• Leadership philosophy is that leaders drive the height of the organization but you have to bring in guys who have good leadership abilities and a commitment to accountability – these guys drive the bus from the inside
  • When moving around in coaching, you have to go somewhere where you are comfortable with the mindset and the approach – there’s risk in everything you do in coaching and you have to know that you’ll get knocked down at some point – only you know when you’re ready to take the next step
  • College coaching vs Pro coaching – in college, the coaches are the GMs/Player Personnel guys, in the Pros, you have to take the players you’re given and coach them – guys have to want to learn and you have to show them you care about them
  • Player Distractions: In College & at the NTDP you have to know what guys are doing and you have to stay in their business – at the Pro level guys are driven to be there and you trust them until they hang themselves…distractions are limited because it impacts their careers in a much different (more public) way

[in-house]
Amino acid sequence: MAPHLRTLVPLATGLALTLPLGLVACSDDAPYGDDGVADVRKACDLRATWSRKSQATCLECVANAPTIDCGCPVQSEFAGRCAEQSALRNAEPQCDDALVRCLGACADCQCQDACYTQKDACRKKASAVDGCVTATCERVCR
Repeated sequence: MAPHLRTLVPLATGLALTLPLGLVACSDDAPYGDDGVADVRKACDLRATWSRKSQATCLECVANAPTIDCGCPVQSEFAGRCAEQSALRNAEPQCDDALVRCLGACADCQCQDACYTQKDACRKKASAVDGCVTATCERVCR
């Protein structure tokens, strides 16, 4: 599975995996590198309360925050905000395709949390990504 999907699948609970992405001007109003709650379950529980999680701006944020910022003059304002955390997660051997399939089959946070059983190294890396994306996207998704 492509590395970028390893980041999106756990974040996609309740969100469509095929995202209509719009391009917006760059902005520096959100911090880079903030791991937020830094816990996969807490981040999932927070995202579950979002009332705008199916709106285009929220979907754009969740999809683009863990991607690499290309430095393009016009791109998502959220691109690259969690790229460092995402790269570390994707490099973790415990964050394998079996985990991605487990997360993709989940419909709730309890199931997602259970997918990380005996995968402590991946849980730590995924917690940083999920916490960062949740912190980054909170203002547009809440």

AHCA – Championship Coaches Panel

Every year, the AHCA invites the four finalists from the Men’s DI and DIII Frozen Four to speak on a panel. Each school gives a summary and some talking points about what made them successful and how they were able to get to the top of the mountain. This year, the DIII teams were SUNY-Geneseo, Wisconsin-Stevens Point, SUNY-Oswego and National Champion St. Norbert. The DI teams were Boston College, North Dakota, Minnesota and National Champion Union.

There were some common themes among the coaches, including:

  • Goaltending has to give you a chance to win every night, and sometimes steal a few games
  • Leadership – all teams that make it to the Frozen Four have good leadership and a senior class that buys in
  • Losses are often used as learning experiences and opportunities to grow – every team had an experience that pushed them over the edge
  • Overcoming Challenges – every team faces challenges, the Frozen Four teams really overcame them with poise and aplomb
  • Every team seemed to have an identity that the players and coaches bought into and embraced – they moved forward with this identity and believed in it